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A set is a collection of distinct objects.

Suppose I sample some parameter of some population and the results are $\{35,35,36,36,37 \}$.

Do I need to say (i) the multiset of the samples is $\{35,35, \dots \}$ instead of (ii) the set of samples is $\{35,35, \dots \}$?

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It seems worth mentioning that informal representations of sets such as {a,b,c} where a, b, and c are letters of the alphabet are often used. I say informal because a, b, and c interpreted as letters are not themselves sets while in formal set theory, every element of a set is a set itself. However, we can replace something such as {a, b, c} with a more formal {$0, 1, 2$}, and $0 = \emptyset$, $1 = \{0\}$, and $2 = \{0, 1\}$ so each member is indeed a set itself. The point is that how formal one should be really seems to depend on the context as suggested by the answers. – Jason Jan 18 '11 at 22:27
up vote 3 down vote accepted

Yes, I think it would be better to use the word "multi-set" here. Formally, say, $\{35,35,7\}$ and $\{35,7\}$ are the same set, but in your case the number of times each element is mentioned actually matters.

One caveat: Not everybody is careful, and some see this distinction as pedantic, so you may find in books or websites mention of the set ${35,35,7}$ when really, it is the multi-set that is meant.

Also, sometimes people use ordered tuples $(35,35,7)$ to avoid this issue.

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Two sets $A$ and $B$ are the same if and only if they have the same elements; that is, if and only if for every $x$, $x\in A$ is true if and only if $x\in B$ is true.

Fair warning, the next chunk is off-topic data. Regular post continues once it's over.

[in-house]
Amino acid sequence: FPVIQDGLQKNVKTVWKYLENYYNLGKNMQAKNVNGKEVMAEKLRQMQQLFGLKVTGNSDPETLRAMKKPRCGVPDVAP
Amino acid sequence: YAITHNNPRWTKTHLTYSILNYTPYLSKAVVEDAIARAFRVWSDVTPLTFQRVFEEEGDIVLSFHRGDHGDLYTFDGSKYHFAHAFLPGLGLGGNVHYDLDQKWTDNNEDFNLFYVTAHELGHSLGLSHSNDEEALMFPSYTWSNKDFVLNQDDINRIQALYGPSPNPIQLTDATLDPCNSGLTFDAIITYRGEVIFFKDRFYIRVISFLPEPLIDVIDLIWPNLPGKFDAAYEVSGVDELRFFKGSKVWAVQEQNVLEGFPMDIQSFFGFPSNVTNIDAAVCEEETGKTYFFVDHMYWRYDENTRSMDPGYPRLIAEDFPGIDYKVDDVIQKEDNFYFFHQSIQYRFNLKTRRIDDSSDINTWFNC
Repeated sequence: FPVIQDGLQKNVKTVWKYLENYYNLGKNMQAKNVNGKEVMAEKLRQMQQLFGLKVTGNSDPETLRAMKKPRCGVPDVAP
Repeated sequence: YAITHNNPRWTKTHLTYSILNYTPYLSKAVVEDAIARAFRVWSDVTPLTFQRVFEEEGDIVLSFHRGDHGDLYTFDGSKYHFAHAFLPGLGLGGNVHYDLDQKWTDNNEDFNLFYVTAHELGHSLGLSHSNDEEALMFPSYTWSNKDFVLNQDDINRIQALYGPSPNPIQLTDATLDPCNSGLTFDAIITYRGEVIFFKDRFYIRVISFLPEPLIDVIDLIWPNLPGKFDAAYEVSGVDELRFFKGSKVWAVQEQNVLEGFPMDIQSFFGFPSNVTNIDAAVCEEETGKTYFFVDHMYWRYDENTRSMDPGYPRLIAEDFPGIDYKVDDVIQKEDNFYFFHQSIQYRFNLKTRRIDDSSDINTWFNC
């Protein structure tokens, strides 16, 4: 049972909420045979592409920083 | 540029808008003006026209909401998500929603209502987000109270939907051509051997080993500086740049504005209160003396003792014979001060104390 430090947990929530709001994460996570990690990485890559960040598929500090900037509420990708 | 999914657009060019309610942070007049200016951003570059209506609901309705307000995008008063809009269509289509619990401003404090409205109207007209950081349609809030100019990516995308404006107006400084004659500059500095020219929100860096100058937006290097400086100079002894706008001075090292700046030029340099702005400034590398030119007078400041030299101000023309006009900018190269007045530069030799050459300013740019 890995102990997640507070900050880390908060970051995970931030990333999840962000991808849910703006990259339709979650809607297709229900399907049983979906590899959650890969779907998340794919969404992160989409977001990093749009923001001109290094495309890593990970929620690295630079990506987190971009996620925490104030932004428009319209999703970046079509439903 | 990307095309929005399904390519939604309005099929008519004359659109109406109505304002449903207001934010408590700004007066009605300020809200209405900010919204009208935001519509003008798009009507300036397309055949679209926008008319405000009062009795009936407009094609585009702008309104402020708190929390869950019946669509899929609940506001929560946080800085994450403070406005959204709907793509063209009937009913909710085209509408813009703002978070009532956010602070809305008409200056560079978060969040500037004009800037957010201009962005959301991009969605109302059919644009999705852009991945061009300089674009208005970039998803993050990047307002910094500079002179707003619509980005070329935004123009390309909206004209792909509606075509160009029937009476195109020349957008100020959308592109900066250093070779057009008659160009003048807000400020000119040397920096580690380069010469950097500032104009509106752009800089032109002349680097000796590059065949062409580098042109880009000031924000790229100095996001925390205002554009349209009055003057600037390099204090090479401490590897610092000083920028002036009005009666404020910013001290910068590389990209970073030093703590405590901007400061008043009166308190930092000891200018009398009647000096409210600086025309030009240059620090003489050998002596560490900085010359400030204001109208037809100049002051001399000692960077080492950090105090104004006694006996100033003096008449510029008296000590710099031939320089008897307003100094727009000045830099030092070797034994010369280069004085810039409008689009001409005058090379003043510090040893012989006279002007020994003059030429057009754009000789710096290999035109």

That means that the set $A=\{1,1\}$ and the set $B=\{1\}$ are really the same set, because they have the exact same elements. Sets cannot "tell" how many times an element is listed in it.

Your set, $A=\{35, 35, 36, 36, 37\}$, and the set $B=\{35, 36, 37\}$ are the same set, for every $x$, $x$ is in $A$ if and only if $x$ is in $B$. They are both also the same as the set $C=\{37, 37, 37, 37, 35, 36\}$, and the set $D=\{37,36,35,35,35,35,35,35,35,35,35,35\}$.

Multisets are slightly different; in a multiset, the number of times that an element appears does matter. Two multisets $A$ and $B$ are equal if and only if for every $x$, the number of times that $x$ occurs in $A$ is the same as the number of times that $x$ occurs in $B$. However, multisets don't care about order, so the multiset $A=\{35, 35, 36, 36, 37\}$ and the multiset $B=\{35, 36, 37, 35, 36\}$ are equal.

If you want to keep track of both the number of times and the order, the simplest thing is to consider ordered pairs; for example, instead of the set you attempt to give, you could have a set in which the $n$th reading is represented by the ordered pair $(n,a)$, where $a$ is the reading itself. So you could take $A=\{(1,35), (2,35), (3,36), (4,36), (5,37)\}$; this would be different from the set in which the readings are, in order, $35$, $36$, $37$, $36$, and $35$. So you need to figure out exactly what is it that matter and what does not matter.

If only what actually occurs matters, use sets.

If what matters is what occurs and the number of times it occurs, use multisets.

If what matters is what occurs, the order, and the number of times it occurs, use sets of ordered pairs or some other modification.

Either way, to avoid confusion, use the corresponding nomenclature: if you want multisets, say "multiset"; if you want sets, say "set".

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I think it would be proper to use "multiset". But most statisticians probably just say "set".

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